High temperatures cause spate of car fires in UAE

The Ministry of Interior launched a campaign explaining how to prevent car fires.

An overheated car bursts into flames in the Hadath area of Umm Al Quwain. UAQ Civil Defence
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A spate of car fires caused by high summer temperatures has prompted a safety campaign from the Ministry of Interior.

On Wednesday a car burst into flames after its engine caught fire in the Hadath area of Umm Al Quwain. 
A team of firefighters extinguished the blaze before it spread to nearby shops but it is suspected to be the seventh car fire in the emirate over the past few weeks.
Col Hassan bin Sarm, head of the UAQ Civil Defence, urged motorists to carry out regular maintenance work on their cars, especially during the summer, to ensure their safety and the safety of other road users.

On Thursday a 27-seater bus was gutted by a fire on Sheikh Zayed Road. The bus driver said he sensed something was wrong in the vehicle and urged his passengers to get off, according to Dubai Police.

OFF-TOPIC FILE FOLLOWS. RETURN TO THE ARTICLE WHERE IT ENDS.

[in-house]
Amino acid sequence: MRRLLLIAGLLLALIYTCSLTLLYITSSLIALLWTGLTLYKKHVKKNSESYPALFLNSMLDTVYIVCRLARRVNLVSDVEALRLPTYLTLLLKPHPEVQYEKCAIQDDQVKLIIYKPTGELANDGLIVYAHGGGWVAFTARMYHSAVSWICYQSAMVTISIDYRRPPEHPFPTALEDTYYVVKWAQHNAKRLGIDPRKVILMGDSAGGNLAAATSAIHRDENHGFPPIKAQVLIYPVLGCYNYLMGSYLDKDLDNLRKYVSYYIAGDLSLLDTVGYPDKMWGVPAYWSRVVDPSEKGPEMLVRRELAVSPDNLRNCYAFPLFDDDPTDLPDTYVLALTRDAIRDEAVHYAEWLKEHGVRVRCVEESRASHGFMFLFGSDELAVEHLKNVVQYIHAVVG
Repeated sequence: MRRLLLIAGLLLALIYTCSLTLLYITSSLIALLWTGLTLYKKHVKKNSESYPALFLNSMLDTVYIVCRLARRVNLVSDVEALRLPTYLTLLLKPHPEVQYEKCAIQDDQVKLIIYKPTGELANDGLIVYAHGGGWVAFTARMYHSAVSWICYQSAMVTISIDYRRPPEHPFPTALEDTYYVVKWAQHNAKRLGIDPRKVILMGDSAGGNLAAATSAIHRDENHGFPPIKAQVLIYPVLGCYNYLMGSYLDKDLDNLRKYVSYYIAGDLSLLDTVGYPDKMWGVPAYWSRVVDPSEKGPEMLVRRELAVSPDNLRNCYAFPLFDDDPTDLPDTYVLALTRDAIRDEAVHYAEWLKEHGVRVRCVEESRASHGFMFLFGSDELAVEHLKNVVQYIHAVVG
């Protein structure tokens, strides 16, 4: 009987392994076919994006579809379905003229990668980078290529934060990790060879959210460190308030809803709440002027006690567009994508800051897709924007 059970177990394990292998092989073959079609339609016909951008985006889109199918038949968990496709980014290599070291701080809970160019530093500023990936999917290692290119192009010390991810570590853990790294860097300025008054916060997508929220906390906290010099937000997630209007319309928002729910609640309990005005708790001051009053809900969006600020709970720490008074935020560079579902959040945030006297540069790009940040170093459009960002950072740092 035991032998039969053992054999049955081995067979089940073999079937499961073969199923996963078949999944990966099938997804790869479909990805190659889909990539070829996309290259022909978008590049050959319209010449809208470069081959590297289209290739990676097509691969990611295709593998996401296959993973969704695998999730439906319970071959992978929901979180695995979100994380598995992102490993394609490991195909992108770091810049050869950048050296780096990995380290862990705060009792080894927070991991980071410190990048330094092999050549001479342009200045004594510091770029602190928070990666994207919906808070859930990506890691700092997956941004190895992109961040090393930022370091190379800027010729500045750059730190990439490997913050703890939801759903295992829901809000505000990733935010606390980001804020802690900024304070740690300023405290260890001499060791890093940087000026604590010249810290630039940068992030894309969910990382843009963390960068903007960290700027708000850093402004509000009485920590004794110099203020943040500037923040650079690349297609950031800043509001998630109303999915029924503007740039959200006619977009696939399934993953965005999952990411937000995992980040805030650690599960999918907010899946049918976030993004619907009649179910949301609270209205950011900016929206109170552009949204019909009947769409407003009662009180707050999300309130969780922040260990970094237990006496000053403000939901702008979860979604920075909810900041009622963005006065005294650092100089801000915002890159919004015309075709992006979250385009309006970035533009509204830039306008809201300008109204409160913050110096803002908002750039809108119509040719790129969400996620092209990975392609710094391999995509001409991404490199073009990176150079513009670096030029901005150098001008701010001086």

Experts say fuel leakage, old and poorly maintained cars as well as loose cables and old wires can lead to car-fires.
"The first and most major cause is a fuel leak, fuel leak from fuel pump, fuel lines or tank," said Sergej Korogodin General Manager of ZNZ Garage
"Fuel and especially fuel fumes are highly flammable and a cigarette butt or even high temperature can start a fire."
Mr Korogodin said the most common cause of vehicle fires is an overheated exhaust or non-genuine upgraded exhaust system which is improperly installed.
"Motorists should have their cars serviced at qualified service centres along with regular check-ups on oil and water levels. They also need to understand that adding non-genuine, aftermarket accessories and modifications can also lead to a fire," Mr Korogodin said.   
The Ministry of Interior's Civil Defence department has posted videos on Instagram explaining how to prevent car fires.

Civil Defence said leaving flammable material and aerosol cans in a car can cause fires. An overheated engine, exhaust sparks, poor maintenance and accidents can all contribute to car fires.
Flammable objects that can easily catch fire in the car include fuel, oil, rubber, plastic and the interior fabric.
Civil Defence advises motorists to monitor their car's cooling and oil levels daily and to have regular maintenance checks by specialised technicians performed on their cars.